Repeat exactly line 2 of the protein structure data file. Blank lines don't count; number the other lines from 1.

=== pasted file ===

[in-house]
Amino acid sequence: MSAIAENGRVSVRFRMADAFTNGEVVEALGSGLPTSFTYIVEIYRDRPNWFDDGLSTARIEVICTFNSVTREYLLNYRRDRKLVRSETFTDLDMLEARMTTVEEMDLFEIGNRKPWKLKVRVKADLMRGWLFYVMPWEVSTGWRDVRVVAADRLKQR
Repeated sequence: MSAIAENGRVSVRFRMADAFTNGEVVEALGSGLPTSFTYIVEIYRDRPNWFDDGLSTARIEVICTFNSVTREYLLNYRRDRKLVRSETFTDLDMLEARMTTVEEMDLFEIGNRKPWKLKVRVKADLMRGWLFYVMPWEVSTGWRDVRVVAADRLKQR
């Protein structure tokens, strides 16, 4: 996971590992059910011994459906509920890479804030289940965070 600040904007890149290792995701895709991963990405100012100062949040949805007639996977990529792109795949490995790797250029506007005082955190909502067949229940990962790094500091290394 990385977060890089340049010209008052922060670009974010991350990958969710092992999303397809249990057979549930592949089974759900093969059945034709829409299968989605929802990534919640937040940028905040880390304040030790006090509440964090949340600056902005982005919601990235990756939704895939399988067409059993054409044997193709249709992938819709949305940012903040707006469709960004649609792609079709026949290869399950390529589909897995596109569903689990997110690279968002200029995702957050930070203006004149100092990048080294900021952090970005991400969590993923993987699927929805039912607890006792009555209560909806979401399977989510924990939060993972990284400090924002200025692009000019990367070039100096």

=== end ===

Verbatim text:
Amino acid sequence: MSAIAENGRVSVRFRMADAFTNGEVVEALGSGLPTSFTYIVEIYRDRPNWFDDGLSTARIEVICTFNSVTREYLLNYRRDRKLVRSETFTDLDMLEARMTTVEEMDLFEIGNRKPWKLKVRVKADLMRGWLFYVMPWEVSTGWRDVRVVAADRLKQR